The Legal History Blog's extensive research has uncovered a shocking finding: Historians are not funny. No one seems to think so. Google, who of course knows everything, turns up virtually nothing. Historians themselves mulled over the absence of historian jokes on History News Network four years ago, and, well, Ralph Luker noted that the paltry results were, in a word, "lame." Historians have apparently been too embarrassed to take up the subject since.
Lawyers, of course have a corner on the market. What about others? Economists don't seem particularly jolly. But there are countless websites devoted to compilations of economist jokes. What's so funny about economists? How about this:
Man walking along a road in the countryside comes across a shepherd and a huge flock of sheep. Tells the shepherd, "I will bet you $100 against one of your sheep that I can tell you the exact number in this flock." The shepherd thinks it over; it's a big flock so he takes the bet. "973," says the man. The shepherd is astonished, because that is exactly right. Says "OK, I'm a man of my word, take an animal." Man picks one up and begins to walk away. "Wait," cries the shepherd, "Let me have a chance to get even. Double or nothing that I can guess your exact occupation." Man says sure. "You are an economist for a government think tank," says the shepherd. "Amazing!" responds the man, "You are exactly right! But tell me, how did you deduce that?" "Well," says the shepherd, "put down my dog and I will tell you."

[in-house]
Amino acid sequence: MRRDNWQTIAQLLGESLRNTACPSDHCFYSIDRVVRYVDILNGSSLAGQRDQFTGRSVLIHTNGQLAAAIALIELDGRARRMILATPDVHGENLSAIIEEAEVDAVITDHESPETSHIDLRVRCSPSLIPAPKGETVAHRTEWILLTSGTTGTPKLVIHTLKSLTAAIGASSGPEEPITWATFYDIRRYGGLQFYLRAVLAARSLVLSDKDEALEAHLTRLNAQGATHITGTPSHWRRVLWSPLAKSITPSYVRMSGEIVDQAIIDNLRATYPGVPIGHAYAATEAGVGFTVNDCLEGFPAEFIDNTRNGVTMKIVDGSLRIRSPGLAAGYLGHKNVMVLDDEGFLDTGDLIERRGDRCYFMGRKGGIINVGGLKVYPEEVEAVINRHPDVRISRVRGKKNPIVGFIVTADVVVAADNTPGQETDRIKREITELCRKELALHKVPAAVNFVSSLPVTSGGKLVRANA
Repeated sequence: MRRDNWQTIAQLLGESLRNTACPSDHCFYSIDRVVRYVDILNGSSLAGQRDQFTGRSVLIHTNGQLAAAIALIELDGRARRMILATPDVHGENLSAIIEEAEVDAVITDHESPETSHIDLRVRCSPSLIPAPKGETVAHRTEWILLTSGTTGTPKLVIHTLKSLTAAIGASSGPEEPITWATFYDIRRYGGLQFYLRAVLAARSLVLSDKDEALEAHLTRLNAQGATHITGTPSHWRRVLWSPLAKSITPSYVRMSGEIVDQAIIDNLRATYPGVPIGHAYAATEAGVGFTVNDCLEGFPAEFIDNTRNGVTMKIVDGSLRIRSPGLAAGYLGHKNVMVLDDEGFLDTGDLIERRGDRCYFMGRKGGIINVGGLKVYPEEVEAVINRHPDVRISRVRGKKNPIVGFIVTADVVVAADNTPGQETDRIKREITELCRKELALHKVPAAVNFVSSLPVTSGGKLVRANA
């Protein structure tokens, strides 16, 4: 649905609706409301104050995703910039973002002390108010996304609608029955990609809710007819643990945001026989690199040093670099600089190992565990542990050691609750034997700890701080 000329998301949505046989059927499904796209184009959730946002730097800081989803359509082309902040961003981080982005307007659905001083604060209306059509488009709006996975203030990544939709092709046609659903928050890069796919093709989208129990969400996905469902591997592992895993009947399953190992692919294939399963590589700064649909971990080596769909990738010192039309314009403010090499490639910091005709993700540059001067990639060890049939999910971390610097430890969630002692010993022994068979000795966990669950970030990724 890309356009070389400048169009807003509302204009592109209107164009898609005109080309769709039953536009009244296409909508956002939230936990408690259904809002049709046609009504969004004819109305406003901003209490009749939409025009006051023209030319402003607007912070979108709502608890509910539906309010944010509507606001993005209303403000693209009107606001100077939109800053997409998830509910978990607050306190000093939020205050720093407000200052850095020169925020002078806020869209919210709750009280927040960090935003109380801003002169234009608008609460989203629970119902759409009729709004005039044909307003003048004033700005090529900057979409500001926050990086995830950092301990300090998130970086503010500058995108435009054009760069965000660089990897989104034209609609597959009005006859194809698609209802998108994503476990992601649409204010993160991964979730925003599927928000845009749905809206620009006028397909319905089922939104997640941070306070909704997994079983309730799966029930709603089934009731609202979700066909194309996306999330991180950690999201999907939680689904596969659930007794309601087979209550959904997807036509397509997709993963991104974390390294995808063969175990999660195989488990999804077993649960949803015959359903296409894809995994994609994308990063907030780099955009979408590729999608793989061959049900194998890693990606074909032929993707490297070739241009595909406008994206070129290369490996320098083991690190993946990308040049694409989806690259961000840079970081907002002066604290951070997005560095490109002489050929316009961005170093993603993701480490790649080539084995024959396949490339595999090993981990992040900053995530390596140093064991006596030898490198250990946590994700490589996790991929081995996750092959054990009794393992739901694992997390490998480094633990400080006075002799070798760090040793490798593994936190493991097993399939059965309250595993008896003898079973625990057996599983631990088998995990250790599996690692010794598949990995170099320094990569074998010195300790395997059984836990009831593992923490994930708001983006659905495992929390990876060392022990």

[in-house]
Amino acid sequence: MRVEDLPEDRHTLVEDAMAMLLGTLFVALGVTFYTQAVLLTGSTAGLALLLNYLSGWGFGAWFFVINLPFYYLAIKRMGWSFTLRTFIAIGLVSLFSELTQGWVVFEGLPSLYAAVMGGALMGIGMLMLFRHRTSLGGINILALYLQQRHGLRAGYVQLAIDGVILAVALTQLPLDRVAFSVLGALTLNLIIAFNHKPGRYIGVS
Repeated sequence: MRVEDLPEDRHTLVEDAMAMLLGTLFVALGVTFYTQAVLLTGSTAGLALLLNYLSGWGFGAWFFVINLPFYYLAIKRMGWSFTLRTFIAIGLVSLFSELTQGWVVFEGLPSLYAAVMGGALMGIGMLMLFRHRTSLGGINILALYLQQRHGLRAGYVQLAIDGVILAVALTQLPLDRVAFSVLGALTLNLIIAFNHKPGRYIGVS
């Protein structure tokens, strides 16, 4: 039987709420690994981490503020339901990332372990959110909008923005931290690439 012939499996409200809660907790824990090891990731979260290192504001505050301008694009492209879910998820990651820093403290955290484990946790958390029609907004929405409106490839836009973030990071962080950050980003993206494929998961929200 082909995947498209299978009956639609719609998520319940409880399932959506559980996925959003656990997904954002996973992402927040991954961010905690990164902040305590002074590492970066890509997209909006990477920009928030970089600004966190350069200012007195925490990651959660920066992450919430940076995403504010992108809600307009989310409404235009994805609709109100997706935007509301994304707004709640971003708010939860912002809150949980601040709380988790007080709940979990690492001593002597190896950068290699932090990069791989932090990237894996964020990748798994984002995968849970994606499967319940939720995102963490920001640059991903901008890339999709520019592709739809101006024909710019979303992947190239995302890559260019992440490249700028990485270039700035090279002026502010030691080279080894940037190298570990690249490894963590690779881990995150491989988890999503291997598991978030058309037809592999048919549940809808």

For the source, click here. More economist humor is here and here.
In the end, it seems there is only one sort of joke about historians. Found here , here, here. It is: How many historians does it take to change a light bulb? Only one, but to tell anyone else about it you need an entire department: the historian of science to describe the development of electricity; the economic historian to describe the rise of power companies and disposable lightbulbs; the environmental historian to talk about the relationship between replacement bulbs and landfill issues; the political historian to describe the decision-making process in lightbulb replacement; and the social historian to argue about whether more lightbulbs are replaced by women or by men. Graduate students are working on the incandescent-fluorescent issue, but no publications yet.
Or this version:
Q. How many revisionist historians does it take to change a light bulb? A. In actual fact, against popular consensus, the light bulb was never actually changed.
But since historians are not funny, perhaps it would be better to close this Special Edition of the Legal History Blog with political humor. Q: How many Bush Administration officials does it take to screw in a light bulb? A: None. There is nothing wrong with the light bulb; it's condition is improving every day. Any reports of it's lack of incandescence are totally unfounded, and the result of delusional "spin" assaults from the fanatic, elitist, liberal media. That light bulb has served honorably, and anything you say undermines the lighting effect and dims it's ego. Why do you hate freedom?
The Legal History Blog would like to thank Mark Graber, Eric Talley and John Fabian Witt, who collaborated on the April 1 Special Edition. Special thanks to Bill for technical assistance. All errors of judgment are, of course, mine.